provision may be made for registering the award in the designated court, so that it may be enforced as a judgment of the court;

provision may be made for application to the court for an order of enforcement, or for the entering of a judgment mirroring the terms of the award;

provision may be made for the range of enforceable remedies which an arbitrator can grant; or provision may be made for suing on the award as if it was a debt, or suing for a breach of its terms as a breach of contract.
The implementing statute may need to deal with the meaning of the term commercial. This will be where the state in question has, at the time of ratification, declared that it will apply the Convention only to differences arising out of legal relationships which are considered as commercial under the state’s law, pursuant to Article 1(3). The statute may deal with the circumstances in which an award is not to be considered as a domestic award, for the purposes of Article 1(1). The statute may deal with the situation when some other legal regime, such as the UNICTRAL1 Model Law on Commercial Arbitration applies to recognition and enforcement of international commercial awards, instead of the Convention.2

Other arbitration conventions or instruments may also be relevant. The International Centre for the Settlement of Investment Disputes (ICSID) was established by the Washington Convention. The ICSID provides for the arbitration of disputes between a state and a national of another state. It is not commonly invoked.

The UNCITRAL Model Law on Commercial Arbitration – which was adopted by UNICTRAL in 1985 - has a wider scope than the New York Convention, although its provisions dealing with recognition and enforcement more or less mirror those of the Model Law. It will be for the state that ratifies and implements the Model Law along with the New York Convention to stipulate in statute law when each regime is to apply. Where recognition and enforcement is concerned, little will depend upon which regime applies, given that the defences to recognition and enforcement are uniform across both regimes.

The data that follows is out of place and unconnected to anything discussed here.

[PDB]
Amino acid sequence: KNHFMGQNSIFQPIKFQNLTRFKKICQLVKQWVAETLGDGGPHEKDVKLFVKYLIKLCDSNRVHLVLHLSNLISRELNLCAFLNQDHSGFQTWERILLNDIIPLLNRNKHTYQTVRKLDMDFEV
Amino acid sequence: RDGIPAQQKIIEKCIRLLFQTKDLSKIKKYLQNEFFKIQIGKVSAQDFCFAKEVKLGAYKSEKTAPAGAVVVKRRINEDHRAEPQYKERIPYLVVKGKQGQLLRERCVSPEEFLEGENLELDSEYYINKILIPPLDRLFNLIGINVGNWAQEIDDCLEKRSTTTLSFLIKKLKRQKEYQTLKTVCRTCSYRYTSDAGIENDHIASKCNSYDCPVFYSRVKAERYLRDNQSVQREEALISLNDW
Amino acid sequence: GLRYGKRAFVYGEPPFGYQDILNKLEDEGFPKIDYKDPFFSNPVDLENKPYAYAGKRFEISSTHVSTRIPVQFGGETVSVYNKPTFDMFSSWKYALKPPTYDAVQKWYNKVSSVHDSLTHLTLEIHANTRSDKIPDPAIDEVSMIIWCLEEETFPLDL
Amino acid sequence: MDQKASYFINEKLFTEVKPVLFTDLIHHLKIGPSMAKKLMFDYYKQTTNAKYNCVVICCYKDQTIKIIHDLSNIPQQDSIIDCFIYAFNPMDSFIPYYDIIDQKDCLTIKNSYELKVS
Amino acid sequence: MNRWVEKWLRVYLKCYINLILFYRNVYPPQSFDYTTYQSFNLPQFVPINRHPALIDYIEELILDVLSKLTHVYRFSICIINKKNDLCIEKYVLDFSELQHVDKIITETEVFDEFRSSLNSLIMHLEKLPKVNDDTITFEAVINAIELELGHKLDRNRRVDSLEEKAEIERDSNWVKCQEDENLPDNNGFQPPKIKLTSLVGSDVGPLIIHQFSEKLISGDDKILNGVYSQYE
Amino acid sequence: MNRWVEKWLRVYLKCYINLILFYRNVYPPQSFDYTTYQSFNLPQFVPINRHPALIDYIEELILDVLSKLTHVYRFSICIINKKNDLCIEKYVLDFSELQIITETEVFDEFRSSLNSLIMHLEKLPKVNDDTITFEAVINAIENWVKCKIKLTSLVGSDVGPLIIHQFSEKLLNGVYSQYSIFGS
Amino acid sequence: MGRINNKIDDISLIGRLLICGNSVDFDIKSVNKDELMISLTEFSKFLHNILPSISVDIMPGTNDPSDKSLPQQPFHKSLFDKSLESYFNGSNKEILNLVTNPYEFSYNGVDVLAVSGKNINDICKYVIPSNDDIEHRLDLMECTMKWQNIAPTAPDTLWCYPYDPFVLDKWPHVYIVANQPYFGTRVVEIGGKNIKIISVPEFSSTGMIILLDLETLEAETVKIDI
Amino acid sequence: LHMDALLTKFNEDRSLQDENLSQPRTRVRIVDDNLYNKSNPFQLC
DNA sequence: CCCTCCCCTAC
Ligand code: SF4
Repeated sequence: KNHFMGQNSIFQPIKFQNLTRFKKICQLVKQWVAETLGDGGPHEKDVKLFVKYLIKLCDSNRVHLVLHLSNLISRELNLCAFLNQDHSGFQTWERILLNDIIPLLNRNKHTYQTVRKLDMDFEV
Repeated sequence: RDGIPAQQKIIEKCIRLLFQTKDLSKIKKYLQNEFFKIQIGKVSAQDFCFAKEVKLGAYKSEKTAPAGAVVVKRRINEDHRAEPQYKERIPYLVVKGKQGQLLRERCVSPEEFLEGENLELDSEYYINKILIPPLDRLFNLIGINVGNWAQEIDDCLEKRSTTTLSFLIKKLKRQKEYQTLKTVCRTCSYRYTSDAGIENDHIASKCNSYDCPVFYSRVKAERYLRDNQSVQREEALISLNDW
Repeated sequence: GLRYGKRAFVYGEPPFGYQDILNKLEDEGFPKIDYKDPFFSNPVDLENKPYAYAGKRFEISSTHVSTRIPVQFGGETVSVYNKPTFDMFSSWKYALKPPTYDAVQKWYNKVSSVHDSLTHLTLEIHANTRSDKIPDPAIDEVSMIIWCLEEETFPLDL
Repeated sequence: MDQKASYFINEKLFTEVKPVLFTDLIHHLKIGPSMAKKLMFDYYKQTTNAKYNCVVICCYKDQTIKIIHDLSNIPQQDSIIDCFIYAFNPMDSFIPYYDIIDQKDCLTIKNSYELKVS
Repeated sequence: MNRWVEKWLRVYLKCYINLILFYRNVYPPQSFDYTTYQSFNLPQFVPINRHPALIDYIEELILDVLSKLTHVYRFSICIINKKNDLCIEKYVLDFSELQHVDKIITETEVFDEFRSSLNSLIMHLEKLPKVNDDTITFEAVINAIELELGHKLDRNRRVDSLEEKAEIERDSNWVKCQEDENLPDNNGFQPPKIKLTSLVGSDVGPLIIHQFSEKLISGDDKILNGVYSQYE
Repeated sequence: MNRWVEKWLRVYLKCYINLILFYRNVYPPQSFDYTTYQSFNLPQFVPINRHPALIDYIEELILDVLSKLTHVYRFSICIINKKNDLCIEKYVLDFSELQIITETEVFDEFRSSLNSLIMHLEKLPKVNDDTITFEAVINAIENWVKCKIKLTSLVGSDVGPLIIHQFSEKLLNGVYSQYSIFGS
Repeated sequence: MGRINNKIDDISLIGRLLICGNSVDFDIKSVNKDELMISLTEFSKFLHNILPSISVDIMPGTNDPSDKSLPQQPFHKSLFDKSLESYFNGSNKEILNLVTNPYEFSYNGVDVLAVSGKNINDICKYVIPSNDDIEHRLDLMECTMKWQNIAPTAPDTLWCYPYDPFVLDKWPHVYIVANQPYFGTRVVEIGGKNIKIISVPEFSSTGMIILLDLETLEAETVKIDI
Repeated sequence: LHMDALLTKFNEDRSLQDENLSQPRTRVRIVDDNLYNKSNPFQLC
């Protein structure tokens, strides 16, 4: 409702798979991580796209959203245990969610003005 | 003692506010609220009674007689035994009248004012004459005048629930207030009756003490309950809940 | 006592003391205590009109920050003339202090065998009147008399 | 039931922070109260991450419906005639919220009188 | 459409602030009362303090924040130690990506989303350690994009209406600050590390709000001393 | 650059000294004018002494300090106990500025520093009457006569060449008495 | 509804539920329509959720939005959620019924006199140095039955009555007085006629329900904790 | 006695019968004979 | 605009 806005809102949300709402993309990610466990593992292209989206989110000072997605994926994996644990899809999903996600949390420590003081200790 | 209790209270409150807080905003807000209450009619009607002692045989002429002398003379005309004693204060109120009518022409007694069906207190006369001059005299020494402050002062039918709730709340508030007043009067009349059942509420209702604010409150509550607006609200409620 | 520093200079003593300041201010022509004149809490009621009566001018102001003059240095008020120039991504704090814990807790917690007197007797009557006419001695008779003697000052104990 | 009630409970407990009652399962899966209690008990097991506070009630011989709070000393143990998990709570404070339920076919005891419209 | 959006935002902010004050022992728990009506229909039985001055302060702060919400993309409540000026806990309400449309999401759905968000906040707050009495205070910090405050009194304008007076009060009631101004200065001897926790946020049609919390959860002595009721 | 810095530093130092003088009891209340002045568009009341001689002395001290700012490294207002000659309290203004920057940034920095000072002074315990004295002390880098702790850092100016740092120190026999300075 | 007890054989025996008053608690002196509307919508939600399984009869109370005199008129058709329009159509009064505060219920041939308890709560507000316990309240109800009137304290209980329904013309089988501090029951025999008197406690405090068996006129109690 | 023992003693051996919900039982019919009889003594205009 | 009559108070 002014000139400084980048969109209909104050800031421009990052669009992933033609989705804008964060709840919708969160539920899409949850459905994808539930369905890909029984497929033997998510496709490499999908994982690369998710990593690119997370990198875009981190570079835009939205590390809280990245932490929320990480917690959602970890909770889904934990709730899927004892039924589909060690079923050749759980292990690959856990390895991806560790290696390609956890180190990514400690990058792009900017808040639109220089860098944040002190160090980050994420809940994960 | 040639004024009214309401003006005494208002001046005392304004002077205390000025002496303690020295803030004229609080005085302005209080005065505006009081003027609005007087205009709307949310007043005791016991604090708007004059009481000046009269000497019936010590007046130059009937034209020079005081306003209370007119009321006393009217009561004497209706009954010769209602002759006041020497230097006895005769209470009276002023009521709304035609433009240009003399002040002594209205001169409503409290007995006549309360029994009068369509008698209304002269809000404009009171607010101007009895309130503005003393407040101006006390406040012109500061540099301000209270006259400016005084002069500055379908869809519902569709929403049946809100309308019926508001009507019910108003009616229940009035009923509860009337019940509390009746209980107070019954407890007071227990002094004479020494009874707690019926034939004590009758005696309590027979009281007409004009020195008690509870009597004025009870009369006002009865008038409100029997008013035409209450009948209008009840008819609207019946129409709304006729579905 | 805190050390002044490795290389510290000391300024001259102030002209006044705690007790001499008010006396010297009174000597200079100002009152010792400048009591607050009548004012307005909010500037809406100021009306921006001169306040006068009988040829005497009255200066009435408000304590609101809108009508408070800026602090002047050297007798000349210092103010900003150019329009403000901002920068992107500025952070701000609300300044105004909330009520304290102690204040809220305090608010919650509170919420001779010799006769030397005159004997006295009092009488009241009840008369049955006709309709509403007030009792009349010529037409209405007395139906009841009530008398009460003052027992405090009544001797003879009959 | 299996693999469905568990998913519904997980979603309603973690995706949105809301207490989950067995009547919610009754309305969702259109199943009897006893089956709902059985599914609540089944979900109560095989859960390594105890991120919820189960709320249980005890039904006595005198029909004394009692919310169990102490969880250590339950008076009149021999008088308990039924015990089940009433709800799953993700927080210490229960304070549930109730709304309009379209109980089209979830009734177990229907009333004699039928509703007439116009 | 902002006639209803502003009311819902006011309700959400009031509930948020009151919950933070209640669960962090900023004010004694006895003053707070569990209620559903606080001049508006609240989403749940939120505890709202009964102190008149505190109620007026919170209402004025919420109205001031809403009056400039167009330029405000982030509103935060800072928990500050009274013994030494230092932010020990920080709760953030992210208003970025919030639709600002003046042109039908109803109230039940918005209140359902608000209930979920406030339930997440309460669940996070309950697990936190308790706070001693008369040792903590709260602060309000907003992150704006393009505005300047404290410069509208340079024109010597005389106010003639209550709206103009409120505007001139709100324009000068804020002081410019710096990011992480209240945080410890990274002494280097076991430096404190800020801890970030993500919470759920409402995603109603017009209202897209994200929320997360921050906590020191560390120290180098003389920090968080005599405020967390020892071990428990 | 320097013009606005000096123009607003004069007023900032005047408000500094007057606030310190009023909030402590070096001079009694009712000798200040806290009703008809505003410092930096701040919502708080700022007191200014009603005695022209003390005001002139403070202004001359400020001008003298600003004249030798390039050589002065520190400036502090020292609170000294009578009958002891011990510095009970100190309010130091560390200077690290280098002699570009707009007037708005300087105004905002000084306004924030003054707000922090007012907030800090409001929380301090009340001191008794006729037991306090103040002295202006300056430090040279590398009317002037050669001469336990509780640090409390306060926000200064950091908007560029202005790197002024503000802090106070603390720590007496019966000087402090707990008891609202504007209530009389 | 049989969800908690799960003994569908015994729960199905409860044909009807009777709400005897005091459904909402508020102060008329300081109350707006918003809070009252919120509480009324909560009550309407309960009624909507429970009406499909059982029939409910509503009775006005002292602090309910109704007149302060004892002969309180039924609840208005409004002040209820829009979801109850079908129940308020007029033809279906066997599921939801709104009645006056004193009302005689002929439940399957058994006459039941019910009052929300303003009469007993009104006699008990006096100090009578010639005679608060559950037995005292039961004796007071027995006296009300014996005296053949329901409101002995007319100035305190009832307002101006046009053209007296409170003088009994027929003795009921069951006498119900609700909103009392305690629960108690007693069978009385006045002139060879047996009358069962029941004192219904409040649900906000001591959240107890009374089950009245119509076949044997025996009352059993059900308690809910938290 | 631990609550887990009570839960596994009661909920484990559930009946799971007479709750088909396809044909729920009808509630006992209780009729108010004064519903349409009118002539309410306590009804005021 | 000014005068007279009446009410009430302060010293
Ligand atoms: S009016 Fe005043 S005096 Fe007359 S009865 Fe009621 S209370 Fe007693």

The terms of the New York Convention will now be examined.

Reservations- Reciprocity; commercial in nature

Article 1(3) of the New York Convention provides that a signatory state may declare stipulated reservations when acceding to the Convention. First, it may declare that it will apply the Convention to the recognition and enforcement of awards made only in the territory of another contracting state. Secondly, it may declare that it will apply the Convention only to differences arising out of legal relationships, whether contractual or not, which are considered as commercial under the national law of the state making such a declaration.

As to the first point, it has been held by a US court that this principle of reciprocity is concerned with the state in which the arbitration will occur and whether that state is a signatory to the Convention – not whether both parties are nationals of signatory states.3

Where the commercial reservation is concerned, the Convention does not define the meaning of the term commercial. Where a state has declared this reservation, the implementing statute may define the scope of commercial4. It has been held in a US case, in reliance upon the implementation statute, that seafarers’ contracts of employment are excluded from the scope of a commercial dispute for the purposes of the Convention (the US having declared the commercial reservation).5 In another American case, it was held that, for the purposes of the Convention, a dispute between corporate shareholders regarding the proceedings of a stock transaction was one arising from a commercial relationship.